As another year draws to a close, it's easy to pop your Out of Office on & jump straight into holiday mode, & then into a New Year. However, there's benefits to stopping & reflecting on the year that was, before we sign out completely.
We spoke to our lovely client, Amelia Kruse - Executive Leadership Coach, who shared her insights with us about the best way to round out a year.
Why is it important to stop and reflect when a year ends?
I’d say it’s important to stop & reflect as often as possible! Reflection is one of the simplest & most powerful tools for self care, management & growth. If you don’t stop & reflect on your thoughts, feelings, choices & behaviours you are losing the opportunity to learn & grow. My clients who develop a regular reflection practice (& by that I mean at least once a day) are the ones who see significant positive changes in their lives. As extreme as it sounds, I recommend people check in on themselves as often as they check their phones. This way it becomes an ingrained & automatic habit that allows you to fully live a life of authenticity & meaningful impact.
But yes, doing a more pronounced reflection at the end of every year is a great way to look back on all that you have learnt, experienced & accomplished so you can feel ready to turn your attention to the new year & consider what intentions & goals you would like to set. I find this kind of reflection both healing & motivational & that it naturally fits with the end of the year because people are usually feeling the most reflective at this time.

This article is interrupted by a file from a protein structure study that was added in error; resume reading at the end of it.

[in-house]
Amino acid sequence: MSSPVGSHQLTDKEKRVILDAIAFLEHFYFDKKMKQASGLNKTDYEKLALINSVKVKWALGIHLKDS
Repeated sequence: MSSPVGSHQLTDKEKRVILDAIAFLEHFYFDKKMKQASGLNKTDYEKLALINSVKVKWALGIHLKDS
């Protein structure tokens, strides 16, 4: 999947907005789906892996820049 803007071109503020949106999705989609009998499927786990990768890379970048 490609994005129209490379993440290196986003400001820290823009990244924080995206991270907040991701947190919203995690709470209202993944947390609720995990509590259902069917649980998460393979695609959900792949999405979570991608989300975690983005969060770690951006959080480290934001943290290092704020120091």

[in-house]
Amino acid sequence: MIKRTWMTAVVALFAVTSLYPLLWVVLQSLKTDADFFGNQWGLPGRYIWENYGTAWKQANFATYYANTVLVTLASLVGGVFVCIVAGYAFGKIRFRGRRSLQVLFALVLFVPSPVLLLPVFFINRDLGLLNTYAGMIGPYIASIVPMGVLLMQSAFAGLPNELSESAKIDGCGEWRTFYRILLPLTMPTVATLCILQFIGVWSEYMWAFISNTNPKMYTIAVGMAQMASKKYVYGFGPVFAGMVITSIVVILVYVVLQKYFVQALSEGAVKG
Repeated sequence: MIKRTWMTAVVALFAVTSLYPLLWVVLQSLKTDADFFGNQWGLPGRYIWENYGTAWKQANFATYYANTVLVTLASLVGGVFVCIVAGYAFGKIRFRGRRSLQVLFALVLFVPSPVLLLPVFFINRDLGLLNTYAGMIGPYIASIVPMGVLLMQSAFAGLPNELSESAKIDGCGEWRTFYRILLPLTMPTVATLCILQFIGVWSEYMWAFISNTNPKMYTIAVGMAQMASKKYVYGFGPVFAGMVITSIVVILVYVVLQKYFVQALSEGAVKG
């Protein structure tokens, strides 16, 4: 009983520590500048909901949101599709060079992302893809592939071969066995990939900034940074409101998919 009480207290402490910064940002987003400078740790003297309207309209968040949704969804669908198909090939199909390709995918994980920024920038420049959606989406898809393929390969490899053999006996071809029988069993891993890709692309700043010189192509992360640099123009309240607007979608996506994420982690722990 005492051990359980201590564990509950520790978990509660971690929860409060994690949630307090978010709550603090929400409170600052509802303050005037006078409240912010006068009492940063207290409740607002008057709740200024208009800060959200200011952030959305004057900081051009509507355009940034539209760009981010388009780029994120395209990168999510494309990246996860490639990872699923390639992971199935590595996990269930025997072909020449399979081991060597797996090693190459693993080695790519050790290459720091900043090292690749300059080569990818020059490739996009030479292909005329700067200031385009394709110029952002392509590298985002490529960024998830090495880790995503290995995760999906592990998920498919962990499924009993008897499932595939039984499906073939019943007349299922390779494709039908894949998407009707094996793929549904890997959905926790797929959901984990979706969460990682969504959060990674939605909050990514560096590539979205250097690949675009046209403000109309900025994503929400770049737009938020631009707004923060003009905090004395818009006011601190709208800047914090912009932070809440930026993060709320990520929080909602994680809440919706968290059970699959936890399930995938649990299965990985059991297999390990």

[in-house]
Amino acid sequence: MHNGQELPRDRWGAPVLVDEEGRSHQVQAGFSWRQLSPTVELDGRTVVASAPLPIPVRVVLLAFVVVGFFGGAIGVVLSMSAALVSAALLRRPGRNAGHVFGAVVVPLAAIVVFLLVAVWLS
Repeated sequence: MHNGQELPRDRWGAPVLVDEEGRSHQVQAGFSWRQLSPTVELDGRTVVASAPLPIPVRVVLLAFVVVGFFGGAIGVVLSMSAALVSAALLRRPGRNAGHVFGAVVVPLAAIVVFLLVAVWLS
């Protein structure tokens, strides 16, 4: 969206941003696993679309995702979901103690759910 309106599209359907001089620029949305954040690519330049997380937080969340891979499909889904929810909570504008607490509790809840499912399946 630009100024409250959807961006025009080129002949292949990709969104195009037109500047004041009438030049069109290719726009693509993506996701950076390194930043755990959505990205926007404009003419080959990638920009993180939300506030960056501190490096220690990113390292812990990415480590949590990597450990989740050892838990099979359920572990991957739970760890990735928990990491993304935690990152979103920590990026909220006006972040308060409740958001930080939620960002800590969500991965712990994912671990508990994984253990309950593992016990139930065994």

What do you recommend people do before the end of 2023, to start 2024 fresh?
Giving yourself permission to do a reflection exercise is the first step! I obviously think this is done best by talking it through with a trusted person who is a good listener & question asker but it can also be just as powerful to do it on your own. Dedicate at least half an hour to this experience & write it all down. You don’t necessarily need distinct goals for the next year but I do recommend creating intentions & even a keyword or keyphrase you would like to use to give the next year direction.
I also recommend people try & carve out a bit of alone time before New Years to practice gratitude. This is a busy & stressful time for most & New Years Eve interestingly can be a bit of a downer for people who haven’t yet sought closure for the year & therefore aren’t ready to start the new year afresh. Take yourself out on a date whether it’s a run or a walk, a massage or a pedicure or just consciously choosing to sit quietly in a favourite place listening to your favourite music. Think of the things you are most grateful for & let anything that is holding you back or bringing you down go as best as possible.
& finally, do one simple thing that naturally brings you joy (for me that would be having a dance party with my kids) & vow to do this as often as possible in the new year.
What are your thoughts on New Years resolutions? How do you like to approach them?
To me they are a little old fashioned (sorry Mum!) & not very productive! When we set a resolution it tends to feel like we are being chastised by a parent & that we’ll get in trouble if we don’t follow through. Setting intentions isn’t all that different technically but the act has a completely different energy & tone to it.
To ‘resolve’ means to ‘settle or find a solution to a problem or contentious matter’. To me that feels like you are trying to motivate yourself through fear, like if you don’t resolve this you are going to be in trouble. & this kind of motivation usually leads to procrastination. But to ‘intend’ means to ‘design or destine something for a particular purpose’. Doesn’t that sound a lot more uplifting? By setting intentions you are motivating yourself through your inherent aspirations & this is much more likely to yield results.